For several years now I have used the little book Praying with the Orthodox Tradition for the opening prayer at the beginning of my classes, especially on those day we are focusing on iconography. The book is composed of Orthodox prayers from the daily cycle that begins with Vespers in the evening and concludes with none or the ninth hour at 3 p.m. the following day.
Since I often teach in the morning, I have used many of the prayers from the hour of Terce at nine in the morning:
O God, you have graciously brought us to this hour, the time when you poured out your Holy Spirit in tongues of fire upon your apostles, filing them with the gift of your grace; so, most wonderful Lord, may we too receive this blessing; and as we seek to praise you, merciful God, in psalms, hymns and spiritual songs, may we share in your eternal kingdom.
For your Name is worthy of all honor and majesty and you are to be glorified in hymns of blessing, Father, Son, and Holy Spirit, now and for ever, to the ages of ages. Amen (41).
I also enjoy using this prayer for morning classes from the hour of Matins at dawn because it refers to drowsiness:
O Lord our God, you enabled us to cast drowsiness aside and in calling us to a holy life you brought us to lift our hands to you at midnight to worship you in thanksgiving for your righteous laws: so hear now our prayers and supplications: accept our grateful confession of faith and our night-time offering of praise.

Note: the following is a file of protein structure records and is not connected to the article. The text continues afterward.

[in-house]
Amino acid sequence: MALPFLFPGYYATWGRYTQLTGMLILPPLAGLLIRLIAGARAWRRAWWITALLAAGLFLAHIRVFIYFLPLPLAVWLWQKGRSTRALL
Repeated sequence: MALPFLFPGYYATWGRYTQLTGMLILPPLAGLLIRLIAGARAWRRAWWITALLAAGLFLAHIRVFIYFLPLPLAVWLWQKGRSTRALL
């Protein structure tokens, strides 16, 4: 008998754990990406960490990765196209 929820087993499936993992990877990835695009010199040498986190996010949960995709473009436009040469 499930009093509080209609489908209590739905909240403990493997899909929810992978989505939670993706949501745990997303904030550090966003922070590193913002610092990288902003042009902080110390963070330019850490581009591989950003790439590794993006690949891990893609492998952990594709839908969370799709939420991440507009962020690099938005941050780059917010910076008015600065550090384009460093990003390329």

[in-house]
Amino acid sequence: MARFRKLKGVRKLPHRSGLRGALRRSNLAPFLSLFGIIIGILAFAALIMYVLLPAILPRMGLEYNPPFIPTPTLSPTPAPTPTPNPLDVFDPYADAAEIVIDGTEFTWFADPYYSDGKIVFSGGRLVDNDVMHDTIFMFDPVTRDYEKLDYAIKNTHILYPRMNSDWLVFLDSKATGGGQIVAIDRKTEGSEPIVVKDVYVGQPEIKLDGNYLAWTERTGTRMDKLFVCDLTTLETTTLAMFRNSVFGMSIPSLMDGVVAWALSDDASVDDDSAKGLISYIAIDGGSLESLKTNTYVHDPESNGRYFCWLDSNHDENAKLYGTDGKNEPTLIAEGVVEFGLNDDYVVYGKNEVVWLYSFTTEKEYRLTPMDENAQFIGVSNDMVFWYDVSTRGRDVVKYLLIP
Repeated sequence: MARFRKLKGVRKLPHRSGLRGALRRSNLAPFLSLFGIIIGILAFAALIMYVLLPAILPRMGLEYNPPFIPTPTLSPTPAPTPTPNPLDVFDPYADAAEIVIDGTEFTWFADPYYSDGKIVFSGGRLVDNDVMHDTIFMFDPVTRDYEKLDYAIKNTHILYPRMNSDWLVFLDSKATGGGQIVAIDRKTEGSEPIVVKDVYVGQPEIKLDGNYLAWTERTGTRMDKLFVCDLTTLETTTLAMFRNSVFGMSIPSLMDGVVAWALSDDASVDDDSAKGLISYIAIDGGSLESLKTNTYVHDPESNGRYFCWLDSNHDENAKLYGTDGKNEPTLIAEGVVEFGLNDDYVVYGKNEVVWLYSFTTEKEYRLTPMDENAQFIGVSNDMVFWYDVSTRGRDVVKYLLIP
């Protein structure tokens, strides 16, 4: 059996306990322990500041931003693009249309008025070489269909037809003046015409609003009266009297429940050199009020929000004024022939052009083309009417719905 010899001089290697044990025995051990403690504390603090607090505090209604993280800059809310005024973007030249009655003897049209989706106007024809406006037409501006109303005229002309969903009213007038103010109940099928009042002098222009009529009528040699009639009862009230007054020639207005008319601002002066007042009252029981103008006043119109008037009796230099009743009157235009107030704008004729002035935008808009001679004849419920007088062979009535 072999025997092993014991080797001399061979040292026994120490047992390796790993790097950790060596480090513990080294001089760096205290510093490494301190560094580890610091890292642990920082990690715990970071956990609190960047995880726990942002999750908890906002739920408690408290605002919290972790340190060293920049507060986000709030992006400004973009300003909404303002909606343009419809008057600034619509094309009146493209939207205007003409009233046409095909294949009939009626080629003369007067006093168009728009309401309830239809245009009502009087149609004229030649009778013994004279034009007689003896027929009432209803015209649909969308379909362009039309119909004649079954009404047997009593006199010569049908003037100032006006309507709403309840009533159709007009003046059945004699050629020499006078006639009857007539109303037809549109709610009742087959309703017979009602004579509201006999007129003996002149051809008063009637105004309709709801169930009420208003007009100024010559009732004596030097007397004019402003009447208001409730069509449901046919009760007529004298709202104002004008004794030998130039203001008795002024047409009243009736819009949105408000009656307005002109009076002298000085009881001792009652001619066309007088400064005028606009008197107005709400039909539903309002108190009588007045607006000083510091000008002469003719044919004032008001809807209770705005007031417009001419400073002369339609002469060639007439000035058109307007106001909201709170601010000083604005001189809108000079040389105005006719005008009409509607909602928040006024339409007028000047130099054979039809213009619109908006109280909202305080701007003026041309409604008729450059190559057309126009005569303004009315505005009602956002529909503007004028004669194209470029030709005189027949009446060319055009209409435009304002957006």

Give us freely, O God, a firm faith, unfailing hope and heartfelt love; bless us in our going out and coming in, and in all that we do or say or wish for. Grant that we may await the break of the day with songs of praise, worship and adoration as we bless your goodness and indescribable power.
For your most holy Name is to be celebrated in hymns of blessing and you majesty is to be glorified, Father, Son, and Holy Spirit, now and forever, to the ages of ages. Amen (30).
The cover of Praying with the Orthodox Tradition features an example of a Deesis. According to Icons and Saints of the Eastern Orthodox Church (public library), another text I use in History of Art, deesis is Greek for "entreaty" and refers to "an icon of Christ enthroned, flanked by the Virgin, John the Baptist, and sometimes other saints" (380).
This is a simpler example of a Deesis, located in the Tretyakov Gallery in Moscow. Rather than full length figures, this icon gives us just the peaceful, contemplative faces of Christ, the Mother of God, and John the Baptist: